Rating: 3.5/5.0
DR: 7 | Format Reviewed: 320kbps MP3
Label: Unsigned
Websites: |
Releases Worldwide: September 22th 2015

  • BranMakMorn

    “AltAr of Plagues” :P

    Sounds pretty interesting to me, thanks for the review!

    • El_Cuervo

      No prob. But if that was a dig at the spelling, my spelling is correct

  • Levly

    Excellent review, made me interested in the band and I enjoy the posted track. But you’re totally right about the production, what a stupid way to bring down a record that could be really stellar…

  • RuySan

    Aren’t the Jersey Shore individuals Italian descendants, and not Spanish?

    I’m quite offended, and i’m not even Spanish

    • El_Cuervo

      I simplified it for the sake of the review, but the Iberian Peninsula technically crosses Spain, Portugal, Italy, Andorra and Gibraltar. It’s just that its largest section is in Spain. The song titles and themes therefore technically cross borders.

      • madhare

        Whaaaaat? In my understanding the Iberian Peninsula does not contain any part of Italy. Iberia name was given by Greeks/Romans (i.e. “Italians”) to designate what then was “Hispania” and today mostly Spain and Portugal, and I guess bits of France.

      • RuySan

        Italy in the Iberian Peninsula? What are you? American?

        • Juan Manuel Pinto Guerra

          Of course Italy is in the Iberian Peninsula, right there with all the other Mexicans!


          • basenjibrian

            Do the tanned metrosexuals hand out in Cancun, I have heard?

      • Iberian Peninsula doesn’t include Italy, my friend. Nor even technically. The other countries you pointed are included on it; and you can add the south zone of France :)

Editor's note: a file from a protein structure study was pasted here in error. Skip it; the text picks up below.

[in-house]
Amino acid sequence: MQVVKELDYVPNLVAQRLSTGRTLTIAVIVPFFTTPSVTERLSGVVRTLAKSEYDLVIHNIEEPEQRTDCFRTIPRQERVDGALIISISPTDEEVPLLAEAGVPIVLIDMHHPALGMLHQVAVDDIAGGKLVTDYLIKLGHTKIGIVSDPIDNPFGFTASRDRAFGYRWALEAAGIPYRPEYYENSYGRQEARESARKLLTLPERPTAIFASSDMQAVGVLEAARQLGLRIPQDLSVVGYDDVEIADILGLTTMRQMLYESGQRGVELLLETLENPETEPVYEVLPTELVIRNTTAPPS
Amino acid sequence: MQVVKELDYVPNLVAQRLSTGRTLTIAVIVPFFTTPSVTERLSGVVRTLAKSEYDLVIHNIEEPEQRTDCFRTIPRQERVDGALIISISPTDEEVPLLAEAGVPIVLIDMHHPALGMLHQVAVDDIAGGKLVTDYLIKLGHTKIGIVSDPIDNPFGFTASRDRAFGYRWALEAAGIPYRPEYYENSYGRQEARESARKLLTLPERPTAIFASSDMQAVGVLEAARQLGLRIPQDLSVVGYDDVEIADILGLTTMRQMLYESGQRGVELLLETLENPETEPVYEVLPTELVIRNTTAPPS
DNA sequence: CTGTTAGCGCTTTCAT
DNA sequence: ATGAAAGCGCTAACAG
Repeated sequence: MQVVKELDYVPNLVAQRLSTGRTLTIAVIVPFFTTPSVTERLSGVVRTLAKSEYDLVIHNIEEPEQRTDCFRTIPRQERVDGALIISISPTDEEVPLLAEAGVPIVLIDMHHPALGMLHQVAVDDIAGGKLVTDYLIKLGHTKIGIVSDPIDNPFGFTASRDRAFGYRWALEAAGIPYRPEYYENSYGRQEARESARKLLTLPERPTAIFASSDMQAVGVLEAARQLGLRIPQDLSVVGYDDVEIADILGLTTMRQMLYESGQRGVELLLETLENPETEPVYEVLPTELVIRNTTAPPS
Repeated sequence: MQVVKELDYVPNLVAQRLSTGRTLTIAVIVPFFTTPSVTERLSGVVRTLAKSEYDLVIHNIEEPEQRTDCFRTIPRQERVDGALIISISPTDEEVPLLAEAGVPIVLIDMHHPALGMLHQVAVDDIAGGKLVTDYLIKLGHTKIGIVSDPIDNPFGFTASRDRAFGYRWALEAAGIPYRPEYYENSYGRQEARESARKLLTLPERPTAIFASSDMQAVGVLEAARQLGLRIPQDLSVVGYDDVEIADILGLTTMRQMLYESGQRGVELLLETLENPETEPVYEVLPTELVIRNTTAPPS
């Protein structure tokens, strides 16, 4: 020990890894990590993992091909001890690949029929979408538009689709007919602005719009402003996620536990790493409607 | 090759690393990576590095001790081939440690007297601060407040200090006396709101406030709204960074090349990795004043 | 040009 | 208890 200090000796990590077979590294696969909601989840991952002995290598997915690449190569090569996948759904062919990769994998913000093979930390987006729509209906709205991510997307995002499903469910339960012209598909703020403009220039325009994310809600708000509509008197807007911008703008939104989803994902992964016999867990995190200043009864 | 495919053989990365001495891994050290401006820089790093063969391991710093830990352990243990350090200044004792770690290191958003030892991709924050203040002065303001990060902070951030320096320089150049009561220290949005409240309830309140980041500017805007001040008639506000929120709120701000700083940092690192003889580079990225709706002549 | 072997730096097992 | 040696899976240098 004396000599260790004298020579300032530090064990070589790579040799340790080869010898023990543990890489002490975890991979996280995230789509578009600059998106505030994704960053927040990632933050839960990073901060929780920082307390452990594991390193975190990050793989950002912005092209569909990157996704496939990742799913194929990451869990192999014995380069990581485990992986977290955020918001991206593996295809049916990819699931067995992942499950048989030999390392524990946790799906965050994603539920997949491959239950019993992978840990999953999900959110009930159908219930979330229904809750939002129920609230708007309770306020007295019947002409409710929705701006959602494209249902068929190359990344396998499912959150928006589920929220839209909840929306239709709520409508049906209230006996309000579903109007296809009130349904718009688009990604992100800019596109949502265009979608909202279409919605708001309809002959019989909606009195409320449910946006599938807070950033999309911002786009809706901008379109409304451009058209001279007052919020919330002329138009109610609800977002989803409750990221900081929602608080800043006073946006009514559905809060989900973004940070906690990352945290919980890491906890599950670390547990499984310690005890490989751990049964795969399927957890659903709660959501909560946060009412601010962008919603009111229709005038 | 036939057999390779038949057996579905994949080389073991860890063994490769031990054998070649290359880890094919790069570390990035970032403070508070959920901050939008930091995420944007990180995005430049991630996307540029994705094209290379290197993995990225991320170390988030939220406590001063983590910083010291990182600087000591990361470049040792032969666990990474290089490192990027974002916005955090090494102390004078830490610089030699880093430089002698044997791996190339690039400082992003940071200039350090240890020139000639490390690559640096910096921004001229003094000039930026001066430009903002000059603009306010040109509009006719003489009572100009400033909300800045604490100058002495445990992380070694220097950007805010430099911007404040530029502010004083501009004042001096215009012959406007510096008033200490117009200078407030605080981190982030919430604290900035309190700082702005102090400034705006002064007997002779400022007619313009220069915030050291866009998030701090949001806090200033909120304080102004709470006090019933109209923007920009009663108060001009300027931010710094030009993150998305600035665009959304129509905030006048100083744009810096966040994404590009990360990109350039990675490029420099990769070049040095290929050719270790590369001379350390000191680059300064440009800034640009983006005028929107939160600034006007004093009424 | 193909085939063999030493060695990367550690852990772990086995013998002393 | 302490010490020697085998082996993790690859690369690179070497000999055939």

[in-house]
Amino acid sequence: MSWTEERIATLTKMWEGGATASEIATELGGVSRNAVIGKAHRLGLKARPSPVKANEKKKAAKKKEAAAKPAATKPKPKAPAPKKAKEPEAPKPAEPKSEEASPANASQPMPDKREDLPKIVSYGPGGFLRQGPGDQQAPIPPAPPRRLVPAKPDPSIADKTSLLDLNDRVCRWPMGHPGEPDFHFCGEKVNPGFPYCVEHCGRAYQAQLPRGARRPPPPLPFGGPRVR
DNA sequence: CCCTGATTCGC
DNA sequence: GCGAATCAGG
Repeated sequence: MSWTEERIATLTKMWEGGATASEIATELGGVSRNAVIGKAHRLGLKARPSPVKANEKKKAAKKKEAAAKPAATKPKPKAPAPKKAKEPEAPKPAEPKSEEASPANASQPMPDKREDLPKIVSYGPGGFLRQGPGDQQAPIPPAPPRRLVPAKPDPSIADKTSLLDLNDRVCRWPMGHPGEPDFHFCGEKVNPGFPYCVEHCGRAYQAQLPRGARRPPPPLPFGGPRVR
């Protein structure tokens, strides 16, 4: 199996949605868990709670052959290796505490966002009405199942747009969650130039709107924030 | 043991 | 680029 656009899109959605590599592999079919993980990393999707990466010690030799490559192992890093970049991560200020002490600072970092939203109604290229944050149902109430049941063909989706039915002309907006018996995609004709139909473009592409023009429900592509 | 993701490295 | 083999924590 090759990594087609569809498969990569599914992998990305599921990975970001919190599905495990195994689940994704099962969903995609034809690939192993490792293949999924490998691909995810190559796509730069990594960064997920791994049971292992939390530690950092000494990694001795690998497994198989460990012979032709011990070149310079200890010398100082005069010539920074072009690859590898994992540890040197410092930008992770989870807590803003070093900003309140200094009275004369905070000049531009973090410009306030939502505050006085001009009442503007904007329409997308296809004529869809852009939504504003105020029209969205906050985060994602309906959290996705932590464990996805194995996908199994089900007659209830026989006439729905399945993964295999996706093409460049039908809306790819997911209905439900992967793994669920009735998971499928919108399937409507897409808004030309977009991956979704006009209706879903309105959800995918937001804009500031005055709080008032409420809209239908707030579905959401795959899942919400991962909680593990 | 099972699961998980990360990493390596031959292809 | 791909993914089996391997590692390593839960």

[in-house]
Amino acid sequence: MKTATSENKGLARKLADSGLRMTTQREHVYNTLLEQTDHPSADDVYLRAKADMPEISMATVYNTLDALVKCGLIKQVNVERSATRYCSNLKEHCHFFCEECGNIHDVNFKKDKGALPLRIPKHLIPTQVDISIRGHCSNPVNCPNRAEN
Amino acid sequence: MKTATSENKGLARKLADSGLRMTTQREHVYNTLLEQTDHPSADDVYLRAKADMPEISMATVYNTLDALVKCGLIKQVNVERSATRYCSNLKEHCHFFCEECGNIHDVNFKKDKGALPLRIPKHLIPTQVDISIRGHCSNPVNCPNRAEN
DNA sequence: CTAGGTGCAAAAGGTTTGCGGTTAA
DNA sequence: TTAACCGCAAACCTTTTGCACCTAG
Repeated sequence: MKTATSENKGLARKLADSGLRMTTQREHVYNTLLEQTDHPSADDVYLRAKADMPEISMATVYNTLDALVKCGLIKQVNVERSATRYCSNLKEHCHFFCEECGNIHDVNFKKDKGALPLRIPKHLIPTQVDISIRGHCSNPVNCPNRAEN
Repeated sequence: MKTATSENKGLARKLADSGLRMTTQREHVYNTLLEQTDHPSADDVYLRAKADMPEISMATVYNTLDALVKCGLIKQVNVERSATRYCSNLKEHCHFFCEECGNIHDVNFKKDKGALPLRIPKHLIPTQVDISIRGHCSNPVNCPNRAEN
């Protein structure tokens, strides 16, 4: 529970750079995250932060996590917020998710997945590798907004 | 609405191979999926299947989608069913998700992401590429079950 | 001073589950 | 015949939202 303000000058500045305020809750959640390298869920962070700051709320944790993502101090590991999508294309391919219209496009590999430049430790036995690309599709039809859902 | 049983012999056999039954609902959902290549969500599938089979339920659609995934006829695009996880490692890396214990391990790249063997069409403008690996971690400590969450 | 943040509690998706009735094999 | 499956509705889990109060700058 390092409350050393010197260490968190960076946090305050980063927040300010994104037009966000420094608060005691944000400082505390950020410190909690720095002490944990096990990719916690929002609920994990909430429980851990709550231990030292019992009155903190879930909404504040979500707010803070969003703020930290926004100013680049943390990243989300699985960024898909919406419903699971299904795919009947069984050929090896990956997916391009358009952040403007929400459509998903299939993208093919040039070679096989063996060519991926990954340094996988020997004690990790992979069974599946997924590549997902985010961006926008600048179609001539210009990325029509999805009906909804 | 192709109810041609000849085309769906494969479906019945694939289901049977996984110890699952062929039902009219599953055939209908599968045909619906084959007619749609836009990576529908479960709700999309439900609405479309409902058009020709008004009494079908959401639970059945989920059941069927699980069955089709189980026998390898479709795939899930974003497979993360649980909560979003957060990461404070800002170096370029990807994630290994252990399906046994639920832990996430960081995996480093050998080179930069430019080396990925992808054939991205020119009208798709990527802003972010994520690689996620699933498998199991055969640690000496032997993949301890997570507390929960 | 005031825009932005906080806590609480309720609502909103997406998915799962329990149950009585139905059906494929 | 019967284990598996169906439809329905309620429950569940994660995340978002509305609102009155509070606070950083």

• I didn’t even realize what he’d done. I just assumed he was complementing guys from Jersey for not being douchebags. Cuervo! Racism! How could you! But I will forgive you because they are in fact from Jersey and thus do not pump their own gas, which, as we all know, makes them lesser mortals.

  • BranMakMorn

    Actually, since I’ve already been a dick by pointing out the typo, I want to make a general critical observation, not limited to this review but to us critics and fans as a whole. Aren’t we a bit too loose, or generous, in using the tag “folk metal” ? “Folk” is admittedly a pretty loose genre but it has some musical defining traits (such as, but I am no expert, the use of the pentatonic scale, or perhaps certain tempos) which are more precise than the use of “folk instruments”. It seems that many a band feels that it is enough to have a bit of acoustic guitar and perhaps some strings and voila, the “folk” vibe is achieved. Or am I wrong?

    • El_Cuervo

      No typo here! I don’t disagree, but it nonetheless evokes a folky feel and it’s how the term is used more widely within metal publications.

      • BranMakMorn

        I know, I know, I wasn’t criticizing your usage, but that of the industry as a whole. I think it detracts from those rare bands who actually do put effort into fusing folk structures with a metal approach, that’s all.

    • Oberon

      The use of non traditional musical instruments, especially in a metal band. Instruments like the tin whistle, banjo, hurdy gurdy, and accordion are a quick way to get my attention

      • Pimpolho

        Say hurdy gurdy 4 times without laughing

        • Pagliacci is Kvlt

          Donovan already did it.

          • Pimpolho

            He’s a beast, i can’t listen to mellow yellow or HGM (almost HMG…) without laughing.

  • Lasse Momme

    I fucking love that embedded track Cuervo, these are going straight on my radar.

  • Thatguy

    Thanks for the great review. I like the sound of this.

    Is this ‘folk metal’? I think it is, and it is the jaunty rhythm that makes it so for me. I don’t always like jaunty, but this track pulls it off.

  • I do love the sample song, It’s got some killer lyrics aswell, fuckin frost!